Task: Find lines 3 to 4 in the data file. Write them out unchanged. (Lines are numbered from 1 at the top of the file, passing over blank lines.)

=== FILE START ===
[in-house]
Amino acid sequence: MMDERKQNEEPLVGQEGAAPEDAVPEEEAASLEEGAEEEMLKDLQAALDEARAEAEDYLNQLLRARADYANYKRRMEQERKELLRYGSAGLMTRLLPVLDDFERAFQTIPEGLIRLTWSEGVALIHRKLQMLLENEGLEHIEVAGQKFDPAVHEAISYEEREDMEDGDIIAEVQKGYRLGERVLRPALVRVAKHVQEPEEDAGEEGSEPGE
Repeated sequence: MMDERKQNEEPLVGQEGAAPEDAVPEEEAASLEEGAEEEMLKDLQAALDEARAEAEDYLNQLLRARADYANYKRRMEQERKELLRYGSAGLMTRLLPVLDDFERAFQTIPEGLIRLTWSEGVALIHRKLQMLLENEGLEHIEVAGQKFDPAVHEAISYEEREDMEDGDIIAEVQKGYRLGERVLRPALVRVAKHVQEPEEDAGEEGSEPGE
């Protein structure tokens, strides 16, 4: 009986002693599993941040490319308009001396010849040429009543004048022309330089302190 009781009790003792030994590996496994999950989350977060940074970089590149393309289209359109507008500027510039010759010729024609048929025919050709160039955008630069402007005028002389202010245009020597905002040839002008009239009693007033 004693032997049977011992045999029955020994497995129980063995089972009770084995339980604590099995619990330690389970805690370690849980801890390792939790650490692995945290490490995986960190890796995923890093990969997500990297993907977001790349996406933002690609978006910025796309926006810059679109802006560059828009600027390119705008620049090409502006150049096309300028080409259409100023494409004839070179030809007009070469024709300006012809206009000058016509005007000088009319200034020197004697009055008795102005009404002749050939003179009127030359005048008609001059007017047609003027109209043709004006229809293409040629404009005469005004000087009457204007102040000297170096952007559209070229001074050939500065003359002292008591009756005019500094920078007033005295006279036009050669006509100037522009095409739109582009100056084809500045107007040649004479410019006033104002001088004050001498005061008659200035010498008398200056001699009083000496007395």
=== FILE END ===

Repeated sequence: MMDERKQNEEPLVGQEGAAPEDAVPEEEAASLEEGAEEEMLKDLQAALDEARAEAEDYLNQLLRARADYANYKRRMEQERKELLRYGSAGLMTRLLPVLDDFERAFQTIPEGLIRLTWSEGVALIHRKLQMLLENEGLEHIEVAGQKFDPAVHEAISYEEREDMEDGDIIAEVQKGYRLGERVLRPALVRVAKHVQEPEEDAGEEGSEPGE
């Protein structure tokens, strides 16, 4: 009986002693599993941040490319308009001396010849040429009543004048022309330089302190 009781009790003792030994590996496994999950989350977060940074970089590149393309289209359109507008500027510039010759010729024609048929025919050709160039955008630069402007005028002389202010245009020597905002040839002008009239009693007033 004693032997049977011992045999029955020994497995129980063995089972009770084995339980604590099995619990330690389970805690370690849980801890390792939790650490692995945290490490995986960190890796995923890093990969997500990297993907977001790349996406933002690609978006910025796309926006810059679109802006560059828009600027390119705008620049090409502006150049096309300028080409259409100023494409004839070179030809007009070469024709300006012809206009000058016509005007000088009319200034020197004697009055008795102005009404002749050939003179009127030359005048008609001059007017047609003027109209043709004006229809293409040629404009005469005004000087009457204007102040000297170096952007559209070229001074050939500065003359002292008591009756005019500094920078007033005295006279036009050669006509100037522009095409739109582009100056084809500045107007040649004479410019006033104002001088004050001498005061008659200035010498008398200056001699009083000496007395």